How to demo a web widget on a third party site without having access to their code

<![CDATA[The inspiration for this blog post came from a question on StackOverflow titled "Overlay one iframe on top of another, scroll them together“. The question was very specific and, to the best of my knowledge, impossible to achieve directly.

However, the requirement underpinning the question was interesting: How could you demonstrate a web widget on a third party site without altering their source code?

The default solution might be to scrape their page to recreate a copy of their page on your server, which you could then mangle any way you like. But that solution would only work for one page (or a manually created sub-set) and wouldn’t be able to incorporate any of the dynamic content/logic present on the third party site.

I thought there must be a better way. So, I came up with this bookmarklet idea.

Try it out for yourself:

  1. Drag this bookmarklet to your bookmarks bar: Run Demo
  2. Open a new tab and visit any site of your choice
  3. Click the Run Demo bookmarklet in your bookmarks bar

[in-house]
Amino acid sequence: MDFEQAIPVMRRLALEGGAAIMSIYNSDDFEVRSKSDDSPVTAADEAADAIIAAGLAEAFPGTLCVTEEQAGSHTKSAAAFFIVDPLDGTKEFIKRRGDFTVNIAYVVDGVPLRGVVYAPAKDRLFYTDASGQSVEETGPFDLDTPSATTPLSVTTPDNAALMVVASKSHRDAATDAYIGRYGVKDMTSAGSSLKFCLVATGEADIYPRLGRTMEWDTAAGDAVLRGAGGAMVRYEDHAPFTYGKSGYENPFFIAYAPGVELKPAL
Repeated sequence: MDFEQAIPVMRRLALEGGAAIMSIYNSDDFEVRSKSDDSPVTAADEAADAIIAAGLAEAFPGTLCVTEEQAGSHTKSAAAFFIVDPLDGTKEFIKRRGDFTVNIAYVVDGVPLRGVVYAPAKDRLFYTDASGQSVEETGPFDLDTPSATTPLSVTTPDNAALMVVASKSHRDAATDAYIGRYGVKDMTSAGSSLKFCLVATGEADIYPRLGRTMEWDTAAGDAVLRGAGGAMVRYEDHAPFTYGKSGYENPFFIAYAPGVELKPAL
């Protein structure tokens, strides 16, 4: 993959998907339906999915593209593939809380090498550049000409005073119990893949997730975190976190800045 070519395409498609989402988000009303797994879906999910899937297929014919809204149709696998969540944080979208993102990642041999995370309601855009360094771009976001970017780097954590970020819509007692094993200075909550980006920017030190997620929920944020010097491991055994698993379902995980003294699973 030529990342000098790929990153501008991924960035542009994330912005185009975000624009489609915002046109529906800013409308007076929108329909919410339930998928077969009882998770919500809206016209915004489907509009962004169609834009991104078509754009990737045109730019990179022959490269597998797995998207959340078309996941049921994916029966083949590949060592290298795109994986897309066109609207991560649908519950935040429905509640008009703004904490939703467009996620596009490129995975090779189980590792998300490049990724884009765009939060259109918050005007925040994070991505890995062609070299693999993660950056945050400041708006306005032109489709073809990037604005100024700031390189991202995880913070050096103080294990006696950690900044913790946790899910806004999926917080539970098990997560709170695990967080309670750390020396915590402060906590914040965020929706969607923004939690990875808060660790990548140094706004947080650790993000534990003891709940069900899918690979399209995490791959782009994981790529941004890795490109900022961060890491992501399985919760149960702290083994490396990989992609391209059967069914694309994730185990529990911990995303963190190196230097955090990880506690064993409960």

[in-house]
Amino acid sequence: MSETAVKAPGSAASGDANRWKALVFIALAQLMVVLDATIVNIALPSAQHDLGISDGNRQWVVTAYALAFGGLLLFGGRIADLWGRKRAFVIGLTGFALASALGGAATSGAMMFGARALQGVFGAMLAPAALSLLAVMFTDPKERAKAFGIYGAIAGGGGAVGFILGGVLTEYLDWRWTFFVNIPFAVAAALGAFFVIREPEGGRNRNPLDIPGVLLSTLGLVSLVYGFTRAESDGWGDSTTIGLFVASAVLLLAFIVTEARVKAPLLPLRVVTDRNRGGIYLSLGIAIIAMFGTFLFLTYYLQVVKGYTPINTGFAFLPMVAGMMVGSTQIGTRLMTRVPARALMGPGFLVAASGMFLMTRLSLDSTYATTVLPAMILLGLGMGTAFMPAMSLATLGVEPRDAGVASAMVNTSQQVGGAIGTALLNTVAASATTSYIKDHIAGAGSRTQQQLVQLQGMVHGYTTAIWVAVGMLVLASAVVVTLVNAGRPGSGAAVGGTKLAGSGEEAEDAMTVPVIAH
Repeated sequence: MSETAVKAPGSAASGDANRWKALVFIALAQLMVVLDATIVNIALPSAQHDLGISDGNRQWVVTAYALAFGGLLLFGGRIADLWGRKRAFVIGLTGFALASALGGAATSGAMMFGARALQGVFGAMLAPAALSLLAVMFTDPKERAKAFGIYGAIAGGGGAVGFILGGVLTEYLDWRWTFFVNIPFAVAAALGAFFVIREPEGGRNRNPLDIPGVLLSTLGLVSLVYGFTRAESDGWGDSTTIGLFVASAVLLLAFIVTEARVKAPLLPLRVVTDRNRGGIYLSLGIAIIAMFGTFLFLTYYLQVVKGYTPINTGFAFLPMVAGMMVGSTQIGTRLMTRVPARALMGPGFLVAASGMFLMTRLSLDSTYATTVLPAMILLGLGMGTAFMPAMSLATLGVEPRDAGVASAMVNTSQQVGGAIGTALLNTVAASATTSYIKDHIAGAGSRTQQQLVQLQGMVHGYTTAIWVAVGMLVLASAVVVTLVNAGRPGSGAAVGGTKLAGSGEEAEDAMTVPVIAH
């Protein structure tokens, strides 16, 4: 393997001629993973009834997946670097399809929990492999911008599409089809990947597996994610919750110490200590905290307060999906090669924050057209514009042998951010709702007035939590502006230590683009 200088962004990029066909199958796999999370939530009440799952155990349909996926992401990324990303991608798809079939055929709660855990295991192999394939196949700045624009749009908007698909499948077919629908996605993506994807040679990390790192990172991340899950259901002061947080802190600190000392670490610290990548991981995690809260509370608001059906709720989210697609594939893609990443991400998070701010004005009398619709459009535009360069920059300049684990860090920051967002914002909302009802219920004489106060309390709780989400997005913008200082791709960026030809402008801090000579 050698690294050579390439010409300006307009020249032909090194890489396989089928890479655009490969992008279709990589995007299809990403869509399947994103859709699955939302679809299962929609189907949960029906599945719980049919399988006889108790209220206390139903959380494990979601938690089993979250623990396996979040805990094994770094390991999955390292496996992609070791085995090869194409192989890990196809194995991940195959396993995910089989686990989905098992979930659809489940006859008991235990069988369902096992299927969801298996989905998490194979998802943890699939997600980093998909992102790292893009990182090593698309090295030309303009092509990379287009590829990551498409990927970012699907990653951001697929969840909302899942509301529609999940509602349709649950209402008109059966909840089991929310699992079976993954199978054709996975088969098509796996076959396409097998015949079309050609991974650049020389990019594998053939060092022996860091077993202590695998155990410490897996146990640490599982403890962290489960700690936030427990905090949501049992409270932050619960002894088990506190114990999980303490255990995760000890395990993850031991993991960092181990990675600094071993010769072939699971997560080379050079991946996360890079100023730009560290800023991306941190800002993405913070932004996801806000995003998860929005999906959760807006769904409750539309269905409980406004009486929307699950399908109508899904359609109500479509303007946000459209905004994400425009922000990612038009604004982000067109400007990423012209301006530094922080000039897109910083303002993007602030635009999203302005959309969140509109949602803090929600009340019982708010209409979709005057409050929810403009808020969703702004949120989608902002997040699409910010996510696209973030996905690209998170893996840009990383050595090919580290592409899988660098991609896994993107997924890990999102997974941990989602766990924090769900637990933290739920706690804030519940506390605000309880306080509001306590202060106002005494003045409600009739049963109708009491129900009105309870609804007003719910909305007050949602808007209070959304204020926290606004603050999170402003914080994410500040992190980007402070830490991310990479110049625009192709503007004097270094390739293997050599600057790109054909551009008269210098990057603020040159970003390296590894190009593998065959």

4. If you have popup windows disabled, click to enable popups for that site (then, if necessary, click the Run Demo bookmarklet again)
  5. You should see a random LoremPixel image overlaid at the top right of the page on the target site
  6. As you navigate the target site you should see a new image overlaid on every page on that site – it’ll stay there until you close the popup window or navigate to a different domain

My demo is a pretty trivial example – a single image, absolute positioned – but it would be easy to modify the example to traverse the DOM on the target site and inject any HTML/CSS/JS into any node within the page, making it appear ‘native’ and run site-wide.

To understand how it works, and how you could modify it for your own requirements, see my answer here on StackOverflow.

As a web team leader I’m often asked to test and evaluate Company X’s latest widget. Almost always, these widgets require either us or them to do a significant amount of work, and the results are limited. I reckon this solution could have pretty wide-ranging applications.

Thoughts and comments are welcomed…

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